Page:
Stewart was challenged in the Republican primary by Zachary A. Hartman, Vaughn Hatton and attorney Larry Meyers.[3] At the Republican State Convention on April 26, 2014, Stewart received 68% of the vote, winning the nomination without the need for a primary. Meyers took 22%, Hatton took 6% and Hartman took 5%.[4]

Democratic nomination

State Senator Luz Robles is running for the Democrats.[8] At the Democratic State Convention, also held on April 26, 2014, she was nominated by acclamation.[6]

General election

Also on the ballot are Shaun McCausland of the Constitution Party, Independent American Wayne L. Hill and Independent Bill Barron. Independent Warren Rogers is running as a write-in candidate.[3]

Polling

Poll source Date(s)
administered
Sample
size
Margin of
error
Chris
Stewart (R)
Luz
Robles (D)
Other Undecided
Brigham Young University October 15–22, 2014 192 43% 37% 4%[9] 16%

Results

Utah's 2nd congressional district, 2014[1]
Party Candidate Votes %
Republican Chris Stewart (incumbent) 88,915 60.8
Democratic Luz Robles 47,585 32.5
Constitution Shaun McCausland 4,509 3.1
<span class="nowrap">Independent American</span> Wayne L. Hill 3,328 2.3
Independent Bill Barron 1,734 1.2
Independent Warren Rogers (write-in) 117 0.1
Total votes 146,188 100.0
Republican hold

District 3

The 3rd district is located in southern and eastern Utah and includes the cities of Orem and Provo. The incumbent is Republican Jason Chaffetz, who has represented the district since 2009. He was re-elected with 77% of the vote in 2012 and the district has a PVI of R+28.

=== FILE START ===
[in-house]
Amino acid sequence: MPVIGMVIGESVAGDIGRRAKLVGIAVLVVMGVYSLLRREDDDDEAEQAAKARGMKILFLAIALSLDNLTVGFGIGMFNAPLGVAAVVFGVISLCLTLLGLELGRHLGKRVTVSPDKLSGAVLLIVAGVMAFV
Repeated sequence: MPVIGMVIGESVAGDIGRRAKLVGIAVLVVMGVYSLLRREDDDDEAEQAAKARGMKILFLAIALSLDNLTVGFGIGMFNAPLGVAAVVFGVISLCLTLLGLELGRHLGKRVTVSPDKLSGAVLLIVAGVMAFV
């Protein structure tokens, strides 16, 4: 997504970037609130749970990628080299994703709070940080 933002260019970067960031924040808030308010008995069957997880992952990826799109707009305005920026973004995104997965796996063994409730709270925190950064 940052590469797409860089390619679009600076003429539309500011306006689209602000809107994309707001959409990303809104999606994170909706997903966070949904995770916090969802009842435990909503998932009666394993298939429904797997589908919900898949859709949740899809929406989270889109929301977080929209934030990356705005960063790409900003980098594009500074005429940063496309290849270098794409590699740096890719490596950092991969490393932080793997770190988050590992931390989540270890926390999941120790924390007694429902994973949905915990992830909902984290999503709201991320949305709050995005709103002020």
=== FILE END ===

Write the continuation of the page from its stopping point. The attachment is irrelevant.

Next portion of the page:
Republican nomination

Chaffetz was challenged in the Republican primary by Mark Hedengren and Robert J. Stevens.[3] At the Republican State Convention on April 26, 2014, Chaffetz received 87% of the vote, winning the nomination without the need for a primary. Hedengren and Stevens each took 6% of the vote.[4]

Democratic nomination

Software engineer Brian Wonnacott is running for the Democrats.[10] He had planned to run as an Independent, but changed his mind shortly before the filing deadline when he saw that no-one had filed to run as a Democrat.[11] At the Democratic State Convention, also held on April 26, 2014, he was nominated by acclamation.[6]

General election

Independent American Zack Strong defeated Abraham for his party's nomination. Independents Ben J. Mates and Stephen P. Tyron are also on the ballot. David Else, 2nd Vice-Chair and Southern Regional Coordinator of the Independent American Party is running as an Independent write-in candidate.[3]

Polling

Poll source Date(s)
administered
Sample
size
Margin of
error
Jason
Chaffetz (R)
Brian
Wonnacott (D)
Other Undecided
Brigham Young University October 15–22, 2014 169 59% 25% 2%[12] 15%

Results

Utah's 3rd congressional district, 2014[1]
Party Candidate Votes %
Republican Jason Chaffetz (incumbent) 102,952 72.2
Democratic Brian Wonnacott 32,059 22.5
<span class="nowrap">Independent American</span> Zack Strong 3,192 2.2
Independent Stephen P. Tryon 2,584 1.8
Independent Ben J. Mates 1,513 1.1
Independent David A. Else (write-in) 280 0.2
Total votes 142,580 100.0
Republican hold

District 4

The 4th district is located in northern-central Utah and includes parts of Salt Lake, Utah, Juab, and Sanpete counties. The incumbent is Democrat Jim Matheson, who has represented the district since 2013 and previously represented the 3rd district from 2001 to 2013. He was re-elected with 49% of the vote in 2012 and the district has a PVI of R+16.

Democratic nomination

On December 17, 2013, Matheson announced he would not seek re-election.[13] Fellow moderate Democrat Doug Owens, an attorney and son of the late Congressman Wayne Owens,[14] and engineer and candidate for the U.S. Senate in 2012 Bill Peterson ran for their party's nomination.[15] At the Democratic State Convention on April 26, 2014, Owens received 98% of the vote to Peterson's 2% and was nominated.[6]

Republican nomination